• Support all your ideas with authoritative evidence —Make sure to use sources that are current and verifiable.
  • Avoid the use of jargons and unnecessary words—these may confuse your reader and distract from the content.

In addition, present your information in a logical and organized manner, explaining keywords to allow readers to follow your explanations. Other than flooding the facts, spend some time reflecting on the significance or implications of the points you present.

Expository Essay Outline

One of the most important steps in writing an expository paper is creating a good outline. Think of the outline as serving the same purpose to a writer as a blueprint does to an architect. Once you have noted down some ideas for the paper, it is a good idea to organize them into a plan before starting the drafting process. In essence, there are three types of outlines, including:

  • The scratch outline —Has no precise format and only serves to guide the writer. Is ideal when you are writing your paper in a hurry.
  • The topic outline —Comprises short phrases, and is ideal when handling multiple issues that need to be organized in different ways.
  • The sentence outline —Is written in complete sentences and is ideal for papers that focus on complex

Pick the outline that serves your purposes and keeps it flexible. You will notice that, as you progress with the writing, your paper may take on new directions. This is because you may find new material and add new sections. Nonetheless, use your outline to remain organized and focused. If you find creating an outline challenging, feel free to contact our customer support. Our experts are ready to help with a well-researched outline.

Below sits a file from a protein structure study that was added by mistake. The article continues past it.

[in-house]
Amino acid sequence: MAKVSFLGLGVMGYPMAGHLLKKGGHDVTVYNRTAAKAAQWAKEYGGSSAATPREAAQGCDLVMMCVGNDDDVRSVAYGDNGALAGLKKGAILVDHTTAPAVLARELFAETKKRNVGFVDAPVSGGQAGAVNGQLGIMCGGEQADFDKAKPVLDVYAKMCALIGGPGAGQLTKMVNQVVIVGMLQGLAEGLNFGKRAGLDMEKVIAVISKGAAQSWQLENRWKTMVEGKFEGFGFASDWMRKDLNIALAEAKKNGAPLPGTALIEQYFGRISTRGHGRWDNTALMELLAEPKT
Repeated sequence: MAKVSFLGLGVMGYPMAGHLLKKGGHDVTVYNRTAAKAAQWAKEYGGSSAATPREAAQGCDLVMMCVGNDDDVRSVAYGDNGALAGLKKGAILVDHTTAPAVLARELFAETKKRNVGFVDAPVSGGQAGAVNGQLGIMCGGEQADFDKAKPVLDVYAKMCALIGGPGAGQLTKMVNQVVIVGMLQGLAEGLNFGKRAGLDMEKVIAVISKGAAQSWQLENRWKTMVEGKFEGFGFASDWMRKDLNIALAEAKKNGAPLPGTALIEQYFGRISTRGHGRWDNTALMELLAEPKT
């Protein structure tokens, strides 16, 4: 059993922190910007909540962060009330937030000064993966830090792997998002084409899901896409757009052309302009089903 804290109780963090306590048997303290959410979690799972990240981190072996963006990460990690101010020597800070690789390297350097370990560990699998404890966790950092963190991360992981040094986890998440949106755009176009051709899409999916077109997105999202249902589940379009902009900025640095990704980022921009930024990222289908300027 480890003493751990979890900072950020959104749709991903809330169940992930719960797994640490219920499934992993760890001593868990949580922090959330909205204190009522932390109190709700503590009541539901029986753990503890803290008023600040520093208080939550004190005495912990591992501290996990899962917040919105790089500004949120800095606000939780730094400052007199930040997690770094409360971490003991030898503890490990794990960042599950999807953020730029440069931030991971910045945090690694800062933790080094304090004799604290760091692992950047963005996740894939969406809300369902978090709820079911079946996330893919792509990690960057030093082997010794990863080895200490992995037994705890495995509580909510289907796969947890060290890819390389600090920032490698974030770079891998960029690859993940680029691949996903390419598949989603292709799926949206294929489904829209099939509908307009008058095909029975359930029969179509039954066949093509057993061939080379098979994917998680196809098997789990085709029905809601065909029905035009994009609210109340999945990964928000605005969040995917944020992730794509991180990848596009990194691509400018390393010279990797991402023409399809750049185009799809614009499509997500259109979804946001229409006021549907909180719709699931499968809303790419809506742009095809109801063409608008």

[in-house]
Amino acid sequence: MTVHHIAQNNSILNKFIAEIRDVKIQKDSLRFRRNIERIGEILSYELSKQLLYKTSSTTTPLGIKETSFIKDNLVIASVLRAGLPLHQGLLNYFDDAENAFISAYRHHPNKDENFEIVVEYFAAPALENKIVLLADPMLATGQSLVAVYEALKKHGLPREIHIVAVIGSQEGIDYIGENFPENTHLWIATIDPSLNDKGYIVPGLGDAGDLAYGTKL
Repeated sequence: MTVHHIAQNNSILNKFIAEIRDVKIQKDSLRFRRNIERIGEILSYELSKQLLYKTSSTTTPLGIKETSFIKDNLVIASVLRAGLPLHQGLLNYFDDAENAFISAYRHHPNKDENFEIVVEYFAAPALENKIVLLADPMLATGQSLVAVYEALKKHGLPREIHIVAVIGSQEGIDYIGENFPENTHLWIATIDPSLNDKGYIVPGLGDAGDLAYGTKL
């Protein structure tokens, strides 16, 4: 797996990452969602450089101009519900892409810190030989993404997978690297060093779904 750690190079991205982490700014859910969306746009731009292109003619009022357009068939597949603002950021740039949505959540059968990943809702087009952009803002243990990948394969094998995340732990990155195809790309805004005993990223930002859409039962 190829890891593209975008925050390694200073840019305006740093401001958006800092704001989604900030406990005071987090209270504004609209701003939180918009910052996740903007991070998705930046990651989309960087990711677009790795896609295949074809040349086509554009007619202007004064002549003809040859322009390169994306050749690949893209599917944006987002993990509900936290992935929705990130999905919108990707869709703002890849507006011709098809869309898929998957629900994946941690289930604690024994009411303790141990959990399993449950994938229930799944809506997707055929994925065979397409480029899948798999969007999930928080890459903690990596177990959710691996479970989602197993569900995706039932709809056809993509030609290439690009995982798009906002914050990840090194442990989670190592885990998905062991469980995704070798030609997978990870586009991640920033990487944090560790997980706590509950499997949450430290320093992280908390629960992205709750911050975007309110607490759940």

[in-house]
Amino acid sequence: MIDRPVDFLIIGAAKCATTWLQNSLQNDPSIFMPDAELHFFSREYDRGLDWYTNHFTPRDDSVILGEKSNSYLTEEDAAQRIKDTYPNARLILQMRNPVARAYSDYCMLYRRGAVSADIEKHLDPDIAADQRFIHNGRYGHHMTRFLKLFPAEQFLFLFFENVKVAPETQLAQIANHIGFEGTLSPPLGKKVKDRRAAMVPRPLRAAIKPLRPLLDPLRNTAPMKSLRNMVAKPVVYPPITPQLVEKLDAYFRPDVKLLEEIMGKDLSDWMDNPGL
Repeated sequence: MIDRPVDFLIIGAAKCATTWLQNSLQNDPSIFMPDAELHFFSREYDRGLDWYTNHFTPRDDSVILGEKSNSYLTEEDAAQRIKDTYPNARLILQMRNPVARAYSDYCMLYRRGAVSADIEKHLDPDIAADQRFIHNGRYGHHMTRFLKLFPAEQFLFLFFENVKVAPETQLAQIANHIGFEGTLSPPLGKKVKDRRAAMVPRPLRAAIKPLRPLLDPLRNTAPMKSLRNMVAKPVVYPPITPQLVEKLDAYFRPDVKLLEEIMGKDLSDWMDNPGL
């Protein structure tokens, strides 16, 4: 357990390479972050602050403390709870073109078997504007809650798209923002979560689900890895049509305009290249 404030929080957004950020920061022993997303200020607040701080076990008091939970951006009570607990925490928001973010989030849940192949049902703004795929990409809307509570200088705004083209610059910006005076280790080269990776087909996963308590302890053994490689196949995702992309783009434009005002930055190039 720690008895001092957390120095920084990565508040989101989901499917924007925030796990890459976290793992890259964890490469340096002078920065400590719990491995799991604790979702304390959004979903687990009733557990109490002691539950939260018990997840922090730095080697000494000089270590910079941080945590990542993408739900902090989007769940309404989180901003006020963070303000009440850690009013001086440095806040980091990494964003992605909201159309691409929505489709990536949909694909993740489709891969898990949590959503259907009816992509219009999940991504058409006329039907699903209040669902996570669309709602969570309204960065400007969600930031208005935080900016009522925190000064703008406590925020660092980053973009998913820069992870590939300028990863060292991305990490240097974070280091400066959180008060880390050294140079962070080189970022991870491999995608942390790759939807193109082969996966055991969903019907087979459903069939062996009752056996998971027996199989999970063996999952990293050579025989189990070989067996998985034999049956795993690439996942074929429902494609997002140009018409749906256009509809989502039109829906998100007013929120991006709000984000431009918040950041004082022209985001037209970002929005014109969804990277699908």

Expository Essay Structure

Like any other type of academic essay, there is a structure to follow, which ensures that your points flow in a unified and coherent manner. For instance, the expository essay can be broken down into an introduction, body section, and a conclusion. Each of these sections performs a critical role and require careful attention. As most top writers will tell you, it is often a good idea to start with the body and finish up with the conclusion.

Expository Essay Introduction

Writing the introduction of an expository essay can be a frustrating exercise, particularly since this will be the first thing your readers encounter. The goal of this first paragraph is to draw in your readers into your text. In other words, the writing should be targeted at creating interest in the topic. The section should also outline your main ideas and suggest how you intend to present them in the rest of the paper.